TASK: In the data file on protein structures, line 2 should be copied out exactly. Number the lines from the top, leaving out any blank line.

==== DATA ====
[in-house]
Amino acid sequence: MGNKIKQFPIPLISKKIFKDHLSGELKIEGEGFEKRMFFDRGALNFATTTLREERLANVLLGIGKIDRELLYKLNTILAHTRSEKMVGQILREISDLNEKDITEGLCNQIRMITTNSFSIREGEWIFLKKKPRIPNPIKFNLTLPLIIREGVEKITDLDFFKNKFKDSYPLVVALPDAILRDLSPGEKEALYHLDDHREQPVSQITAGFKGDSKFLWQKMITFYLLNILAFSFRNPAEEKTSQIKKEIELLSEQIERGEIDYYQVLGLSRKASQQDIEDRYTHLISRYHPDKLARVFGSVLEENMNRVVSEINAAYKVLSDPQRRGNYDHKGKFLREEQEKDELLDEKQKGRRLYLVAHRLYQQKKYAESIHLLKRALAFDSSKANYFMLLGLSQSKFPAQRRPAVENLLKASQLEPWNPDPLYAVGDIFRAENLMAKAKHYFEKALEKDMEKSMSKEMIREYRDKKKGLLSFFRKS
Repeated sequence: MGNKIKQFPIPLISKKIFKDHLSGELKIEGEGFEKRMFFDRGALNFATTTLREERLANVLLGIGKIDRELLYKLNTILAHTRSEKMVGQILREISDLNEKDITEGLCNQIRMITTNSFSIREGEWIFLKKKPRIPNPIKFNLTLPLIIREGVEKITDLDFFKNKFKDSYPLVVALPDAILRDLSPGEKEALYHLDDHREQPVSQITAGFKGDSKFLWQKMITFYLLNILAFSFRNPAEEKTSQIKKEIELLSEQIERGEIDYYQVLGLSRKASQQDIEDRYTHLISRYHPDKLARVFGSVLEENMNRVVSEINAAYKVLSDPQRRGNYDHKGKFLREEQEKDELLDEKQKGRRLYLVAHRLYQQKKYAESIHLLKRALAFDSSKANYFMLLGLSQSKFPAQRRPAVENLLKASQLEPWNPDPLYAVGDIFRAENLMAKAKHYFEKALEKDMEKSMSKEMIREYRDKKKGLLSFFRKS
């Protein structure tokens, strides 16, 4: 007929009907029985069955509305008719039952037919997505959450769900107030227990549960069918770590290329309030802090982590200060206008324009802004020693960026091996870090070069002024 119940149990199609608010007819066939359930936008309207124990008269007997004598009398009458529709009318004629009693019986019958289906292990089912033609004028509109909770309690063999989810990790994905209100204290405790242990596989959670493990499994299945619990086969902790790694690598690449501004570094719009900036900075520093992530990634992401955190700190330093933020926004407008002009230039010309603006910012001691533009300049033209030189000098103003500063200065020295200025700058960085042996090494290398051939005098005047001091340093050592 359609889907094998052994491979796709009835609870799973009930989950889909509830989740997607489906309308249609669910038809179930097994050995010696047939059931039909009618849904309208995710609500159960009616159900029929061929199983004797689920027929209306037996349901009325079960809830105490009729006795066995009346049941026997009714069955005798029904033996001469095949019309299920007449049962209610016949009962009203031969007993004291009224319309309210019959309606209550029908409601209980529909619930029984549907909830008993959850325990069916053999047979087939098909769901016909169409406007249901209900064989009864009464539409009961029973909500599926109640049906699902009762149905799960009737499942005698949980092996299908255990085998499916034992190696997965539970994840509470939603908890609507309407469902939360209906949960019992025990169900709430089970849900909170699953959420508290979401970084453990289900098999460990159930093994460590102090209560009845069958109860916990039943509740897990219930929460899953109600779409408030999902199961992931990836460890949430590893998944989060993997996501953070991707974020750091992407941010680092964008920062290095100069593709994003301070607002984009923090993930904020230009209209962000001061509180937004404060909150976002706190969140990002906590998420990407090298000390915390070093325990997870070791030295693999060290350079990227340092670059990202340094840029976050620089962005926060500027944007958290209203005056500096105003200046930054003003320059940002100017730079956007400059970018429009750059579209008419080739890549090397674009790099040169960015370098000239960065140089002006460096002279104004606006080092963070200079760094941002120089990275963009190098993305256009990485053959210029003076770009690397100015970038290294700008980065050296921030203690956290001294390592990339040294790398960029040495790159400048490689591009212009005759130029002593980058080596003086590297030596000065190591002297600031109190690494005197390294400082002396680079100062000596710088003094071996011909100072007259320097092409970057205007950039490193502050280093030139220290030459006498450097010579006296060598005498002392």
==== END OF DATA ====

Amino acid sequence: MGNKIKQFPIPLISKKIFKDHLSGELKIEGEGFEKRMFFDRGALNFATTTLREERLANVLLGIGKIDRELLYKLNTILAHTRSEKMVGQILREISDLNEKDITEGLCNQIRMITTNSFSIREGEWIFLKKKPRIPNPIKFNLTLPLIIREGVEKITDLDFFKNKFKDSYPLVVALPDAILRDLSPGEKEALYHLDDHREQPVSQITAGFKGDSKFLWQKMITFYLLNILAFSFRNPAEEKTSQIKKEIELLSEQIERGEIDYYQVLGLSRKASQQDIEDRYTHLISRYHPDKLARVFGSVLEENMNRVVSEINAAYKVLSDPQRRGNYDHKGKFLREEQEKDELLDEKQKGRRLYLVAHRLYQQKKYAESIHLLKRALAFDSSKANYFMLLGLSQSKFPAQRRPAVENLLKASQLEPWNPDPLYAVGDIFRAENLMAKAKHYFEKALEKDMEKSMSKEMIREYRDKKKGLLSFFRKS